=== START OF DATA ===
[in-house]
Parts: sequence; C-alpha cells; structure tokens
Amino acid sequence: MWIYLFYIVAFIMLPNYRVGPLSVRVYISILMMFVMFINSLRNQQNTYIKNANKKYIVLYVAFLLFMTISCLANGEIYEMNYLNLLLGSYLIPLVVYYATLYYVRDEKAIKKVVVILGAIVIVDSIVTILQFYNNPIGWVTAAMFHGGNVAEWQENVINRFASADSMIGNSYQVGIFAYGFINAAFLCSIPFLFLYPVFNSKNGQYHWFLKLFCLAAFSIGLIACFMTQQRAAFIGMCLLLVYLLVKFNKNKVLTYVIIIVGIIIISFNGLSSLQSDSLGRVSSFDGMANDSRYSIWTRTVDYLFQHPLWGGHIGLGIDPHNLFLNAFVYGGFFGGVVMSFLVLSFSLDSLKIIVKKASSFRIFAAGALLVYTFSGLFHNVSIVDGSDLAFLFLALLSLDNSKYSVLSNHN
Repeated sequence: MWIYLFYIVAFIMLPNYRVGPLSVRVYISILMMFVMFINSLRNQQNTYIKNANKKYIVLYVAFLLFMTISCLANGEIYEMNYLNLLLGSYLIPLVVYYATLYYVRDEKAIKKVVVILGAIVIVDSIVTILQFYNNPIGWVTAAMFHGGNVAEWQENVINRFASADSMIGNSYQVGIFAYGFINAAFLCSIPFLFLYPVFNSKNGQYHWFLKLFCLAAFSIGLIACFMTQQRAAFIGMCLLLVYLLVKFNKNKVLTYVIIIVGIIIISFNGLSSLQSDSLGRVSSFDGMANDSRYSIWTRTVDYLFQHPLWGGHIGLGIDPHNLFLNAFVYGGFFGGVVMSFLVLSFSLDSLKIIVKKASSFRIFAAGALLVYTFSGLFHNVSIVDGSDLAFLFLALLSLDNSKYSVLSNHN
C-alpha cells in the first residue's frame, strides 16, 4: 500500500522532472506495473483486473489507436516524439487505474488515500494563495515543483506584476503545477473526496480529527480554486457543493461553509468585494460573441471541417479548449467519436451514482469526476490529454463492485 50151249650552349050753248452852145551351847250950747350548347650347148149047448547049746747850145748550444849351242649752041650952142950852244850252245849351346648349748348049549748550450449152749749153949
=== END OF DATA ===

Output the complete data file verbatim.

[in-house]
Parts: sequence; C-alpha cells; structure tokens
Amino acid sequence: MWIYLFYIVAFIMLPNYRVGPLSVRVYISILMMFVMFINSLRNQQNTYIKNANKKYIVLYVAFLLFMTISCLANGEIYEMNYLNLLLGSYLIPLVVYYATLYYVRDEKAIKKVVVILGAIVIVDSIVTILQFYNNPIGWVTAAMFHGGNVAEWQENVINRFASADSMIGNSYQVGIFAYGFINAAFLCSIPFLFLYPVFNSKNGQYHWFLKLFCLAAFSIGLIACFMTQQRAAFIGMCLLLVYLLVKFNKNKVLTYVIIIVGIIIISFNGLSSLQSDSLGRVSSFDGMANDSRYSIWTRTVDYLFQHPLWGGHIGLGIDPHNLFLNAFVYGGFFGGVVMSFLVLSFSLDSLKIIVKKASSFRIFAAGALLVYTFSGLFHNVSIVDGSDLAFLFLALLSLDNSKYSVLSNHN
Repeated sequence: MWIYLFYIVAFIMLPNYRVGPLSVRVYISILMMFVMFINSLRNQQNTYIKNANKKYIVLYVAFLLFMTISCLANGEIYEMNYLNLLLGSYLIPLVVYYATLYYVRDEKAIKKVVVILGAIVIVDSIVTILQFYNNPIGWVTAAMFHGGNVAEWQENVINRFASADSMIGNSYQVGIFAYGFINAAFLCSIPFLFLYPVFNSKNGQYHWFLKLFCLAAFSIGLIACFMTQQRAAFIGMCLLLVYLLVKFNKNKVLTYVIIIVGIIIISFNGLSSLQSDSLGRVSSFDGMANDSRYSIWTRTVDYLFQHPLWGGHIGLGIDPHNLFLNAFVYGGFFGGVVMSFLVLSFSLDSLKIIVKKASSFRIFAAGALLVYTFSGLFHNVSIVDGSDLAFLFLALLSLDNSKYSVLSNHN
C-alpha cells in the first residue's frame, strides 16, 4: 500500500522532472506495473483486473489507436516524439487505474488515500494563495515543483506584476503545477473526496480529527480554486457543493461553509468585494460573441471541417479548449467519436451514482469526476490529454463492485 50151249650552349050753248452852145551351847250950747350548347650347148149047448547049746747850145748550444849351242649752041650952142950852244850252245849351346648349748348049549748550450449152749749153949